The Accursed Thing
It was hopeless.
The box had only been a foot or so down. They’d freed it from the earth surrounding it. But it had been well-constructed, of a hard wood, and they’d broken one of the shovels and the axe trying to pry it open. As the dirt shifted away, the rock had settled firmly on the lid. They feared it’s weight might prove crushing. Dan had watched as John Murray knelt beside the wooden casket and called his son’s name, and then turned inconsolable eyes on him when there was no reply. As near as he could figure, it’d been about a half an hour. If Mingo was alive – and not hurt too bad – odds were he was alive. But it was cold, and a steady rain had begun to fall, washing the dirt back into the hole and threatening to fill it with water.
It was like standing on the shore, watching your best friend drown and being able to do nothing about it.
At first Catherine had leant a hand, but as the dirt turned to mud and she was no longer able to help, she began to pace. The Englishwoman was soaked to the skin and shaking so hard he could see it from where he was. John Murray had noticed too. There was grief in his eyes as he watched her. Dan realized why. Mingo’s father could lose everything tonight – his son, James, even the boy’s mother. Everything. And at heart, Lord Dunsmore had no one but himself to blame.
It would probably kill him too – only more slowly.
As he watched, the older man picked up the shovel and began to scoop the water from Mingo’s premature grave.
Dan understood. He had to do something.
Picking up the axe head that had fallen to the ground when the handle split, Dan headed for the box, determined to somehow force the lid open. As he moved he heard Catherine gasp, suddenly startled. Since Ticklicker was safely tucked away out of the rain, he prayed to the Lord above as he turned toward the Englishwoman that it was not English Justice returning.
He looked. And looked again. A scrawny Indian boy had appeared at the edge of the camp, seated on a dark brown horse. When John Murray noticed what he was doing, the older man stopped shoveling long enough to look.
“Walks Through!” John cried. And then, “Daniel, a horse! Now we can move the stone!”
Dan was already on it, walking the camp in search of a strong rope.
It took near a quarter of an hour to rig a harness and secure it around the boulder. Each minute that passed was an agony. Catherine took over the shoveling and worked feverishly to keep the rain water mixed with mud from rising around the box. Walks Through guided the horse. Dan, along with Mingo’s father, added his strength to the animal’s and pulled for all he was worth.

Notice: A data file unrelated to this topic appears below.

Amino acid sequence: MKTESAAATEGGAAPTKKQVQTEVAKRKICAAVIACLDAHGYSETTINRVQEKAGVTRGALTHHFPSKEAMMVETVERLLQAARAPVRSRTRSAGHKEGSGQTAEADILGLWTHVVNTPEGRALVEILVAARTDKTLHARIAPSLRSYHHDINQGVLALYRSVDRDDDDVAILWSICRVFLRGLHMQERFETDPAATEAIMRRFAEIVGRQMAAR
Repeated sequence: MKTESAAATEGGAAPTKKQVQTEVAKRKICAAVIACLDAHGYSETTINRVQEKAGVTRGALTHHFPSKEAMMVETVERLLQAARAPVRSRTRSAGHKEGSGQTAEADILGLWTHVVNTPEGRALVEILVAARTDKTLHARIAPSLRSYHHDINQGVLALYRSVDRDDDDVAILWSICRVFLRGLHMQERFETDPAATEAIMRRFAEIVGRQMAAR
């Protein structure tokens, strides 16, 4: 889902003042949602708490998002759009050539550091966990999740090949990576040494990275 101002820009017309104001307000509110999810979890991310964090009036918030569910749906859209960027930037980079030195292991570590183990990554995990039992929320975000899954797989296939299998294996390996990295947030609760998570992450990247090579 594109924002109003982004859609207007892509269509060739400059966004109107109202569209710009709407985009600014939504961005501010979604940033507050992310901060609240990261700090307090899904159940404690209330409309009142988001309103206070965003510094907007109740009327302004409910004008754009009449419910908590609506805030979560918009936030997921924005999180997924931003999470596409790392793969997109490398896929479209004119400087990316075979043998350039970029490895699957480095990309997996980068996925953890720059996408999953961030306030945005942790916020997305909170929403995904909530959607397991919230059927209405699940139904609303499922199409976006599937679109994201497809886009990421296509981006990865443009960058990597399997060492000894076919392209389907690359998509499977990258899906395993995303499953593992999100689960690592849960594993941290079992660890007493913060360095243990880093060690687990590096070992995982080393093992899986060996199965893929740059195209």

The boulder shuddered. It listed. And finally pitched off the box, splashing mud into their faces as it struck the sodden ground.
Dan was on his knees in seconds, the axe head in his hand. He placed it between the lid and the side of the wooden box and leaned on it with all of his might.
And was rewarded with a resounding crack.
Moving down the box he did the same to pop six more nails. That left four on the other side. Tossing the axe to the ground, driven by pure adrenaline, he pressed his shoulder against the wood and lifted even as Mingo’s father gripped the lid from above and pulled.
And then, it was off.
Mingo lay on his side, his knees pressed against the wood. At six feet the box was shorter than him and he had been crammed into it, like too much tow in a tin. Whoever had crafted the coffin had known their business. It was water tight. Mingo’s clothing was dry.
And he was very still.
It took everything in him to do it, but Dan stepped back to make way for John Murray. Catherine gripped his arm in fear and anticipation, and together they watched as the Englishmen knelt by his Cherokee son and placed his fingers on his heart.
John Murray’s head fell and he shivered. There were tears in his eyes when he looked up.
James slipped and barely caught himself. The rain was beating the land now, driving the mud in rivulets, making footing on the riverbank precarious. But he feared leaving the river. He knew in his weakened condition, with his thin clothes and stockinged feet, that he would not last long in this weather – even if he managed to escape English Justice. He thought his best bet of running into someone who might help him lay along the waterway. He recalled from his short time among his father’s people that the natives in the area came to the water several times a day. Surely one of them would give him aid if they realized what was happening.
As he made his way along the bank grasping tree and root, stumbling on rounded pebbles and falling, only to rise and do it all again, he wondered about Minerva. Had she found Pompey and safety? It terrified him to think of what would happen if English Justice found her. After all, he’d caught her in the arms of a white man.
He’d probably kill her too.
Every so often the man tracking him would call out, taunting him. The mist was thick, he knew he couldn’t see him, but English Justice was wiser in the ways of the woods than him and it was only a matter of time. James tried to remember what his father had taught him two years before during the month he had stayed with the Boones, but it was dim – like a dream. He had no need to hone tracking or hunting skills in London, where the only beasts he knew walked on two legs and haunted ivy draped halls. What he had learned in England was how to defend himself. His military training had not all been in vain. If he only had a weapon, he might have been able to overcome his enemy, but he had been foolish, failing to pick up either the knife or the child’s tomahawk Walks Through had left them.
“I hear you, boy, breathin’ hard. Your heart beatin’ like a drum in your chest.” The black man’s deep voice boomed close by, echoing across the water. “I’m comin’, boy. It won’t be long.”